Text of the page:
Get Your Brave On

When I was at my lowest after first Daddy and then, fifteen months later, Mama passed, my baby sister Mess Cat sent me the song “Brave” Sara Bareilles, and said, “I just want to see you be brave.”

Brave?

BRAVE?!

I love her, but I just couldn’t hear that.  I wasn’t ready to.   Being brave was the furthest thing from my  mind.  Anger?  Yes. Despair?  For sure.  Pain?  Absolutely.  BROKEN and shaken to my core?  One hundred percent YES.

I was fairly for certain sure I had nothing remotely brave left in me.

And yet–

Today the song came on the radio.  I was singing along.  Where I once almost loathed the song because it required something of me that I just didn’t feel prepared to do, I now really, really like the song.  It was uplifting.  I was dancing along as I tidied up around here.

And that’s when it hit me.

All those days that I spent crying as I washed the dishes or stopping in the middle of moving clothes from the washer to the dryer, lost in thought, or the nights that supper was a sandwich and applesauce–all of those days, I was brave.  We all were.  We woke up to the knowledge that things had changed and would never be the same again, and yet–we didn’t run.  I might have stayed in bed a little longer.  Some days I didn’t change out of my hoodie and sweatpants.  Some days I left dishes in the sink until the next day.  (Okay, most days.)  Once I broke down crying in the middle of the grocery store and had to stop and check out and go home without getting most of what I was there for.  And as the years stretch out, the “some days” are farther apart, but they STILL happen.

But I haven’t given up yet.

I might have felt like it, I might have closed my eyes and taken afternoon naps for a week straight, but I never gave up.

And I think maybe that’s what my sister was saying.  She didn’t like seeing me give up.

Today I read the lyrics.  Not all apply to what we have gone through, but these lines stand out for me:

Maybe one of these days you can let the light in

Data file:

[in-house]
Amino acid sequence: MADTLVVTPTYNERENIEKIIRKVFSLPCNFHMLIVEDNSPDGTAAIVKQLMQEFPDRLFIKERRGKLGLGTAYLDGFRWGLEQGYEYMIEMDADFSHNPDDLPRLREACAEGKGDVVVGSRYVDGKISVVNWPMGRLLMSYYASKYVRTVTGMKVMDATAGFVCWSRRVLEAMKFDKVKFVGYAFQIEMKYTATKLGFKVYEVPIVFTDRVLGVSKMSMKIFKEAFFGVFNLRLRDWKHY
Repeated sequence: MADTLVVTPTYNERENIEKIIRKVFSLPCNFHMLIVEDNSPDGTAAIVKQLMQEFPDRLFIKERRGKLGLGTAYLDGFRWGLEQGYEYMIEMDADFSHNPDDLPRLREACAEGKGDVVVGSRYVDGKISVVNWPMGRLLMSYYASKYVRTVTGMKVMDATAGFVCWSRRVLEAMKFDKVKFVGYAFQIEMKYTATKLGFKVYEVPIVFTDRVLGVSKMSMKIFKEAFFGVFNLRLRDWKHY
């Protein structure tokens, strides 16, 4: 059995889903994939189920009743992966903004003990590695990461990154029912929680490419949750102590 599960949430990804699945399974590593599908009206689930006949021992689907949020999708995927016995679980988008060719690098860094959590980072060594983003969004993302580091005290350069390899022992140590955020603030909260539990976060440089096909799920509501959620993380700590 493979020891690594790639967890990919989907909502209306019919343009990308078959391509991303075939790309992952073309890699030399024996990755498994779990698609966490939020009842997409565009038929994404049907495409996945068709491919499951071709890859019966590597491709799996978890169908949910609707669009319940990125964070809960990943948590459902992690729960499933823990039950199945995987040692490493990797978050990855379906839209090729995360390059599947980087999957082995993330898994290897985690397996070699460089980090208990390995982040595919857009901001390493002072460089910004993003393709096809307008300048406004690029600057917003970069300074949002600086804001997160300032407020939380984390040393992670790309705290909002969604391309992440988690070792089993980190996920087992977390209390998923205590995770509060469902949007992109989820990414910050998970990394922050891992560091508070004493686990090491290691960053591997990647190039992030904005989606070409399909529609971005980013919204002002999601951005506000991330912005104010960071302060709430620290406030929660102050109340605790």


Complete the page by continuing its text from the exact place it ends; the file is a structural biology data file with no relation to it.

Show me how big your brave is

I have some dear friends who are going through dark times and hard things–some of the hardest–right now. Today is our first time remembering my sweet friend’s birthday without her here.  I’m thinking about her family and how brave they are today and have been for so long now.  Another sweet friend is remembering her husband she misses with every breath.  She is so very brave. And yet another friend just said goodbye to her sweet Mama.  How brave is she, remembering her Mama with pictures and stories and loving on her children, smiling through her tears.  And then there’s my friend whose son just passed.  I hold him and all of his son’s family in my heart as they are all kinds of brave, doing the unthinkable.

You are brave too.  All those things that might have taken you down, but didn’t take you out–BRAVE.  There’s a meme going around about how you’ve made it through all of your hard times 100% of the time so far–YES.  YOU.  THAT.

BRAVE.

Mess Cat, I’m sorry I didn’t hear what you were saying back then, and that it has taken me three years for it to sink in.  But thank you.  It has indeed sunk in.

Listen, y’all.  We have all made it through 100% of the hard things–the broken and sad and devastating ones.  We are all still on the journey.  Even if you are sitting on the bench taking a break, YOU ARE DOING LIFE.  Let the light in.  We all have earned the right to wear this badge.

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Go forth and get your brave on.  You are amazing.

Love to all.